That culture has to change. The irony is that some people fail to recognize the value of being more inclusive. I can tell you that we are missing a lot of talented colleagues from women’s groups, African Americans, Hispanic males, and Native People. Right now, our society is structured in such a way that barriers still prevail. My job throughout my professional life has always been to work to ensure that those barriers are not there. I’ve been working lately with the US Government Accountability Office as well as NSF. I am very motivated to work in that area. Because I come from a community of citizens where we are not meaningfully represented in any branch of science. For example, look at the Agricultural Science School here at Penn State. We have very few Hispanics in the faculty. However, a high percentage of the workforce in the agriculture sector in the US is Hispanic. They are the workers, the people who harvest the crops. But at the professional level, the representation is not there.  

What can people in fields of science and universities do better to represent Hispanics?  

First of all, remove all the barriers. Don’t think that the reason we have no Hispanics represented in one of the largest schools in the country is that Hispanics are not interested in agriculture. It’s because you have a place that is not really welcoming to those individuals. This really needs work. And if no one works on that, that reality will prevail for many years to come. So, you have to go out, you have to reach out to these communities and say, “no, we’re changing, we’re going to change. We’re going to welcome you here and you’re going to be part of our community.” We don’t have that kind of attitude right now.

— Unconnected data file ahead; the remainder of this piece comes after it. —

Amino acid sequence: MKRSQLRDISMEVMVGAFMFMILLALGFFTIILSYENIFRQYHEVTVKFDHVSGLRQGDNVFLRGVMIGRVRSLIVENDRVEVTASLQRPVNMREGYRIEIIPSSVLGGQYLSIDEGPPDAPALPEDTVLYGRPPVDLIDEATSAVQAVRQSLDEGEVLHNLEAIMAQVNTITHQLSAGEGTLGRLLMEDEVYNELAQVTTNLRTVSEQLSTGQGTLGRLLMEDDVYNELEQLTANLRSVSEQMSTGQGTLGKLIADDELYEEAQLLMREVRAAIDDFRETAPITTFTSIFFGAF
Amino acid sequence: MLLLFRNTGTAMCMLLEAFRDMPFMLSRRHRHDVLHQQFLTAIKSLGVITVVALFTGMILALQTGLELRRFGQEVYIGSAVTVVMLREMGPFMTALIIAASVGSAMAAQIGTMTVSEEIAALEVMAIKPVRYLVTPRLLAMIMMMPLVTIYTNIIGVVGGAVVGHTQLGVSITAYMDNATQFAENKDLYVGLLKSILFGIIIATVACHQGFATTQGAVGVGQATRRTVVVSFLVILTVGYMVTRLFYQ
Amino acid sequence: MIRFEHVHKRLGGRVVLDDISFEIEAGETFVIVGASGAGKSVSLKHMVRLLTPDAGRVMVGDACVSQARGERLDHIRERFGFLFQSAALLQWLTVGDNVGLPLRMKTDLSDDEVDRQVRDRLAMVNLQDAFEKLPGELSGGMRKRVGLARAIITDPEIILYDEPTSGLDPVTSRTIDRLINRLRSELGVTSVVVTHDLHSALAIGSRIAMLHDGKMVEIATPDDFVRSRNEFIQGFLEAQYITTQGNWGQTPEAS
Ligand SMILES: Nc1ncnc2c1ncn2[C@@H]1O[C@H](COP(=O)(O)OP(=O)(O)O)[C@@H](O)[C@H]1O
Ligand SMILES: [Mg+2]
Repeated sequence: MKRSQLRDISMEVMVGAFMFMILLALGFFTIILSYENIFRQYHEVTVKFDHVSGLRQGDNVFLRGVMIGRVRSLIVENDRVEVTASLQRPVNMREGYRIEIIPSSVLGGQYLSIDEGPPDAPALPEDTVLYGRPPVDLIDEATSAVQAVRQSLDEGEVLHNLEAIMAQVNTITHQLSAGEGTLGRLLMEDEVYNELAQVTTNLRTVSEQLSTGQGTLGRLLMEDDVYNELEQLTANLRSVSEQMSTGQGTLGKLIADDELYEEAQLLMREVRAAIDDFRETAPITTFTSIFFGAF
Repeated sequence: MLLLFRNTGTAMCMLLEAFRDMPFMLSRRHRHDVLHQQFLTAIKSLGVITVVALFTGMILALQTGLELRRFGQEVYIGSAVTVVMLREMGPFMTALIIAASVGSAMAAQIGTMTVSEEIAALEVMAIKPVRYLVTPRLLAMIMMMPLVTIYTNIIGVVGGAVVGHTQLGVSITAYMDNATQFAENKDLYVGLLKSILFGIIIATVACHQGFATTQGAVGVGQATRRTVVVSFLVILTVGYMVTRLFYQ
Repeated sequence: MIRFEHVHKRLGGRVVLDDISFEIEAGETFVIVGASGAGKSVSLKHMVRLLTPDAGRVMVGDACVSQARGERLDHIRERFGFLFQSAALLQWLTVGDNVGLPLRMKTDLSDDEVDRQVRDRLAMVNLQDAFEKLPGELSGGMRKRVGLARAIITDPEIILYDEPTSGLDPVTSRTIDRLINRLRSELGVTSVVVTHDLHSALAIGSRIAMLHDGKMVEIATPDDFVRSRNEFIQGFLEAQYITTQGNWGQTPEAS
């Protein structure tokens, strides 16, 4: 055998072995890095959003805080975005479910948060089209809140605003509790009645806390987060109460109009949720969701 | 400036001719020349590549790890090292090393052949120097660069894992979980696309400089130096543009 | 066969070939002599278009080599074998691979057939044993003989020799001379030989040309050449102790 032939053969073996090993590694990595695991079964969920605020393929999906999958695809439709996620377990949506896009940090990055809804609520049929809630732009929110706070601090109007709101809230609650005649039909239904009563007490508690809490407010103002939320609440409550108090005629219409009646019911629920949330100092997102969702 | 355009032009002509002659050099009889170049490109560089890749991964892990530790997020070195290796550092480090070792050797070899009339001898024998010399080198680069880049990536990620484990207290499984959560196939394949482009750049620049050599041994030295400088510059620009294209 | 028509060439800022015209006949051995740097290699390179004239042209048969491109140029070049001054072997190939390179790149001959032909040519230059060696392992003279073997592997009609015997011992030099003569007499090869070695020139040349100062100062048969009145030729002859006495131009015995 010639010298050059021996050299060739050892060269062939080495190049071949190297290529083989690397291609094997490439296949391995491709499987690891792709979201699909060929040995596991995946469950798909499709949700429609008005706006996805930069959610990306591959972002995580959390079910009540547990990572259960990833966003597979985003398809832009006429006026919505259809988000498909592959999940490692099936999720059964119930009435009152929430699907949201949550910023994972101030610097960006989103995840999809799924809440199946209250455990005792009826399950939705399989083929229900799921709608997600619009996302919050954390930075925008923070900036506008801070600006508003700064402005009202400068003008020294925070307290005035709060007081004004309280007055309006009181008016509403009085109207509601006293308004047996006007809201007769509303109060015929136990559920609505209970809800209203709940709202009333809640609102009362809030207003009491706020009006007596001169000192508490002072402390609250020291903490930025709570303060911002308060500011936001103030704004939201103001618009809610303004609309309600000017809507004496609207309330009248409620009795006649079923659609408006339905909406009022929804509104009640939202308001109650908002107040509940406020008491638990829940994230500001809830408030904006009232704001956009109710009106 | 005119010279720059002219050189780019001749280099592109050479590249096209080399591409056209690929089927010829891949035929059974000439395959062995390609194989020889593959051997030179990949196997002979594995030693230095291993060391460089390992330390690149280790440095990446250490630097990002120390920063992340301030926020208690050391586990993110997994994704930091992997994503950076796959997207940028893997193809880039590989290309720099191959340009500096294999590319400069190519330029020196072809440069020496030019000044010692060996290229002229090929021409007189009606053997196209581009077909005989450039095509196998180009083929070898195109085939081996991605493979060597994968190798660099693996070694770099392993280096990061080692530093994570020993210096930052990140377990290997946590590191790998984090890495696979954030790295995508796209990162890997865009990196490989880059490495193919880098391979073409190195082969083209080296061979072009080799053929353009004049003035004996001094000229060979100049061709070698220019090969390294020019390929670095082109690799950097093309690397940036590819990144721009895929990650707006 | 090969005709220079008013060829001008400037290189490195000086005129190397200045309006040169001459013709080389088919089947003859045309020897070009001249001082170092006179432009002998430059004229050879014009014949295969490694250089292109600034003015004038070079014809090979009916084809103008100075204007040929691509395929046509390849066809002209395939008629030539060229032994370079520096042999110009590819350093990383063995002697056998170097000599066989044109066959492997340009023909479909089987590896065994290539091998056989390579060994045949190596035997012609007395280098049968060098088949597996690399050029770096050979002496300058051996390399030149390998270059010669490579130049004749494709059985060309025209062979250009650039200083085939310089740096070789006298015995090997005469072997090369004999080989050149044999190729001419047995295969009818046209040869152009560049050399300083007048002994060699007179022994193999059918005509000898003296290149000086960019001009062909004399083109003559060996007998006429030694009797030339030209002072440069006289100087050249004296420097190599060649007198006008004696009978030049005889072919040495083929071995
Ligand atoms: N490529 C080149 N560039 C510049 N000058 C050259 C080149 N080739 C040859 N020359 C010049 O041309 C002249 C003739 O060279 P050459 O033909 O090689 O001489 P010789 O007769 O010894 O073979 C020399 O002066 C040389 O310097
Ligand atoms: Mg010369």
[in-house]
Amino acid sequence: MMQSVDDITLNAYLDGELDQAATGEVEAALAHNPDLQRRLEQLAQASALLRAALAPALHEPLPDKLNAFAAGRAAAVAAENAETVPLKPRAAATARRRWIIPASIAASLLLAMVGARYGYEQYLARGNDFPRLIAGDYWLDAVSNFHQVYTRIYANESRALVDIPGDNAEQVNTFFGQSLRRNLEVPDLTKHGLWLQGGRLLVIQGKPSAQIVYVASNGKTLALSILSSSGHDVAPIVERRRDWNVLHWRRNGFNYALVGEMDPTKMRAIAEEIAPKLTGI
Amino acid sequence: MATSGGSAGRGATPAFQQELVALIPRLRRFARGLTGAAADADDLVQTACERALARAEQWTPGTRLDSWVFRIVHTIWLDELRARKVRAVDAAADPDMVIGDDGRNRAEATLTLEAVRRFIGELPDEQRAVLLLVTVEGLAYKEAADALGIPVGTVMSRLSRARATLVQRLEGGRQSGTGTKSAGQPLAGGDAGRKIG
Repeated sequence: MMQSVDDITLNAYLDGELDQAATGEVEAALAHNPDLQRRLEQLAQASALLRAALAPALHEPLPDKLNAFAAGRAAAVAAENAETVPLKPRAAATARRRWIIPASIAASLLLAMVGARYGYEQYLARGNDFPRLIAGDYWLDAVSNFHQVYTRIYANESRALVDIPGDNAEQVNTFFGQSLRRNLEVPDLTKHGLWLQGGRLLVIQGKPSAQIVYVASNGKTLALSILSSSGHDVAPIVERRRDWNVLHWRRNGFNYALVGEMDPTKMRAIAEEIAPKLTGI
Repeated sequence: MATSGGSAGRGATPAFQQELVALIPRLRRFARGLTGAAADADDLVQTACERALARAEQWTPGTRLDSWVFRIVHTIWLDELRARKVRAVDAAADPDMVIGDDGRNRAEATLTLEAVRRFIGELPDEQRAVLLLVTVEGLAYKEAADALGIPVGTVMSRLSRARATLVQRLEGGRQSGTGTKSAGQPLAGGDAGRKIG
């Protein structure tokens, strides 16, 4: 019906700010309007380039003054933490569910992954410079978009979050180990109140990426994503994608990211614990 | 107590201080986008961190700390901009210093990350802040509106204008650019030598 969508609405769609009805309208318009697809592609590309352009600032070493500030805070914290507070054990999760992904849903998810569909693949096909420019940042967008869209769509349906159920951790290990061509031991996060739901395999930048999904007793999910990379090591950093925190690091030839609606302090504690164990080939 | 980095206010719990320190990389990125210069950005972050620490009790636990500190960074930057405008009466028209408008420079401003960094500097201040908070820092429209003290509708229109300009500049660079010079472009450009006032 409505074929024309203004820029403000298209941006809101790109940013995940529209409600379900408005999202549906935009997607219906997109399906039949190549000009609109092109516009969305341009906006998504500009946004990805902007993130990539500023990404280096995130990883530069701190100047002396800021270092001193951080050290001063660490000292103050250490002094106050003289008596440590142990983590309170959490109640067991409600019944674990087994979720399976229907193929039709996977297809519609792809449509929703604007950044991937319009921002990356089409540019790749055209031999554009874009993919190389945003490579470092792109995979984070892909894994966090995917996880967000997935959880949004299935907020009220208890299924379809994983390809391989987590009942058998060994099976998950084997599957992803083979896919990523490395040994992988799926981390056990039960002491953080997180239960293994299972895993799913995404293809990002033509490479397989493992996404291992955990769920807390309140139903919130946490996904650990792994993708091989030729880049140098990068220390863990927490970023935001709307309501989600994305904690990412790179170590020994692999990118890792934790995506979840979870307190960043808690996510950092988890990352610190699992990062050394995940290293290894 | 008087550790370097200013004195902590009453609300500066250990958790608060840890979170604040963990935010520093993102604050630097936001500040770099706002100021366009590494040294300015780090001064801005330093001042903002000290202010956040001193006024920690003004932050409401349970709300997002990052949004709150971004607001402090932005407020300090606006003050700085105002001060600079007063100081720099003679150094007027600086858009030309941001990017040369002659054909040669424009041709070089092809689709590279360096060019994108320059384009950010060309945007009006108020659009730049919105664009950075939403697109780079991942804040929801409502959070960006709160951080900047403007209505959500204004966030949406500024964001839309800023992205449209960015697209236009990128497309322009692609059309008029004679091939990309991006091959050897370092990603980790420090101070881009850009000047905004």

How do you think Penn State is doing with remedying this?  

Let me be blunt with you. I’ve been here many years and that’s not been my experience. Others may have a different experience, but I always like to ask for evidence and facts to contradict what I am seeing. I would definitely challenge them to do better. Penn State should honor its commitments to serve the Commonwealth of Pennsylvania and the Nation. We are supposed to make sure that African Americans, Hispanic Americans, Native Americans, and women have access to science and engineering. But that’s not the case right now. Only 2.6% or so of our faculty is Black. And we’re losing them all the time. If I were to manage this university, I will go out of the way to ensure that we don’t lose any Black faculty members. In fact, I will go anywhere in the country to recruit them, because the state of Pennsylvania is approximately 12% African American. We don’t have anything close to that represented in our faculty. It doesn’t matter what angle you tackle this problem from, the angle of fairness, the angle of competitiveness, the angle of having a very diverse workforce, because we need representation in this science and engineering in this country. We don’t have those sentiments here.  

Since some of your work has led to working with communities in South America, and other Hispanic populations, how do you think those populations are affected by climate change and atmospheric change?